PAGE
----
Access to employee data should be limited to individuals that need that data to perform their job or the service being provided. This means there needs to be role-based access to employee data and the configuration of systems must enforce that the access cannot be compromised. Two factor or multi-factor authentication should be used for accessing systems that store employee data. 

Supply chain management

Most organisations externalise some aspects of their people management, for example payroll, work permits, pre-employment background checks, and benefits administration. Organisations need to select vendors that have robust data protection and IT security practices and effective people management practices (including training of their own employees). It is also important to ensure that end-to-end processes are secure, such as who has access to personal data and how it is transferred for processing.

Transmission of data

Employee data needs to be shared – both internally and externally – using secure platforms. Sending personal data by email and in Excel files is very risky. It is easy to type in the wrong email address. Emails can be easily forwarded to a person that should not see the data. Password protected files are very easy to crack. Such files often end up being saved on a person’s personal drive on their laptop. The information is then often less secure and very difficult to control (e.g. to permanently delete or anonymise).

Job applicants

Job applicants should consent to their data being processed and stored. In many countries job applicants also have the legal right to request the organisation that has their job application to delete and anonymise all personal data stored on them or any combination of data that would make them identifiable. They may also be entitled to request the organisation to make changes to their personal data in an old job application. As such recruitment systems need to be able to manage these requirements.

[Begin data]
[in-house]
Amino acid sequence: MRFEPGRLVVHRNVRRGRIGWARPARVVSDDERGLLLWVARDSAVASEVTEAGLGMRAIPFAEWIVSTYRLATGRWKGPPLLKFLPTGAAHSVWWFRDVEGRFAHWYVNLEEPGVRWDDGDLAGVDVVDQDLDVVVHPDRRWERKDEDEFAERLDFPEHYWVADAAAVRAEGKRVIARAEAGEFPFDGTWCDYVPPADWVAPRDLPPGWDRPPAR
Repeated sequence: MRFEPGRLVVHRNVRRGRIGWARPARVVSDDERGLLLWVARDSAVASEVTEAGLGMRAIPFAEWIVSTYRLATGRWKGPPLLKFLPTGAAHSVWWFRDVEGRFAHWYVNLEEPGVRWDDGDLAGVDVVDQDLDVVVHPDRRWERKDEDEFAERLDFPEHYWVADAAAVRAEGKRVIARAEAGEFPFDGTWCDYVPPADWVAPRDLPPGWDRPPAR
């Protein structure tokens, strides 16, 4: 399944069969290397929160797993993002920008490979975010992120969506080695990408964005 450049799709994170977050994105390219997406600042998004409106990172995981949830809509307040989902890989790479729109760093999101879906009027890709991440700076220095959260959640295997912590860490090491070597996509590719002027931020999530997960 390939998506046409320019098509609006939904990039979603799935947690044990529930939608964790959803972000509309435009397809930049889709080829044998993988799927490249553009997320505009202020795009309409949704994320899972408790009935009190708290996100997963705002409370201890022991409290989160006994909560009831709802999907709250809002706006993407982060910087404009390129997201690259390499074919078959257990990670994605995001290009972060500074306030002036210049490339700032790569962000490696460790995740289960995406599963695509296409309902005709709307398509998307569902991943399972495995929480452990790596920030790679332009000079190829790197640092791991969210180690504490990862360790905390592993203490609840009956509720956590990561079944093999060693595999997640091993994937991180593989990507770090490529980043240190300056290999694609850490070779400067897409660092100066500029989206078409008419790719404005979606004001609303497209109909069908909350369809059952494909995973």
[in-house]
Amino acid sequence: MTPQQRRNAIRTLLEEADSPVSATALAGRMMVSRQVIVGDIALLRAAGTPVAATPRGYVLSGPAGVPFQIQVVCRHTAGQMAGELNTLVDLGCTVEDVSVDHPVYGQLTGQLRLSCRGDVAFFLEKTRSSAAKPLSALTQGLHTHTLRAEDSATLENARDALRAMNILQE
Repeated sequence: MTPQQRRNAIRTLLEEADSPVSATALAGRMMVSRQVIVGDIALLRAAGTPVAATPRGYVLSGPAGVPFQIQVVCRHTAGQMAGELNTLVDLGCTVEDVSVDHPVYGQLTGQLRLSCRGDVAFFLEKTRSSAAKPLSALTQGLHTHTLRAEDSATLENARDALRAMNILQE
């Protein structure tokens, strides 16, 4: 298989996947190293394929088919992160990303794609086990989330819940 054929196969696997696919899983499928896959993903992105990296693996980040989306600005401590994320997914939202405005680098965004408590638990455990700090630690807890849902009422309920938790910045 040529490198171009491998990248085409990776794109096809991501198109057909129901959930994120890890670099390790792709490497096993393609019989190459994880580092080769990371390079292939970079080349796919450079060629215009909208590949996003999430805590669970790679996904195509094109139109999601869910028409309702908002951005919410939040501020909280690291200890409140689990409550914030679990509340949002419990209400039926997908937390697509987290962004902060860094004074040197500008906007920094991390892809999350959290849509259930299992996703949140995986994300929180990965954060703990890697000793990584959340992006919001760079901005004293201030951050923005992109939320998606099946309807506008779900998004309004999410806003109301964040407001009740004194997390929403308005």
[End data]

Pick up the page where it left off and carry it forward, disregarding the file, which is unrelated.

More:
Whilst the requirements vary by jurisdiction, in most developed markets there are many commonalities and there has been a lot of international alignment of the rules over the past 5 – 10 years.

If you are unable to answer “yes” to these 4 questions, you are unlikely to be fully compliant with the data protection and cyber security requirements in many countries:

  1. Is employee data stored exclusively in a cyber secure HR system or systems that are backed-up at least weekly, are accessed via a dual authentication mechanism, have role-based access, and are penetration tested at least annually?
  2. Are all exchanges of personal data with third-party vendors managed via a secure platform rather than by email?
  3. Is your payroll managed without any exchanges of employee personal data or remuneration data (internally or externally) by email or Excel?
  4. Are you able to permanently delete, or anonymise, and change job applicants’ personal data?


PeopleWeek often talks to HR directors that continuously struggle to have the required budget to implement the systems they need to manage and develop their people, as well as help their HR teams to work more efficiently. Whilst most CEO’s talk the talk saying that “people are their greatest asset”, all too often this does not extend to investing money on systems for employees and managers. However, you can be pretty sure that when the HR director highlights that their current processes – and the systems that underpin them – are not compliant with data protection requirements, the CEO and CFO have a different sense of urgency. It is a shame when this card needs to be played but it is perfectly legitimate when, indeed, the organisation is non-compliant with the legal requirements.

PeopleWeek is very happy to talk to you if you have questions on this topic. You may also like to complete our HR Systems Maturity Survey here.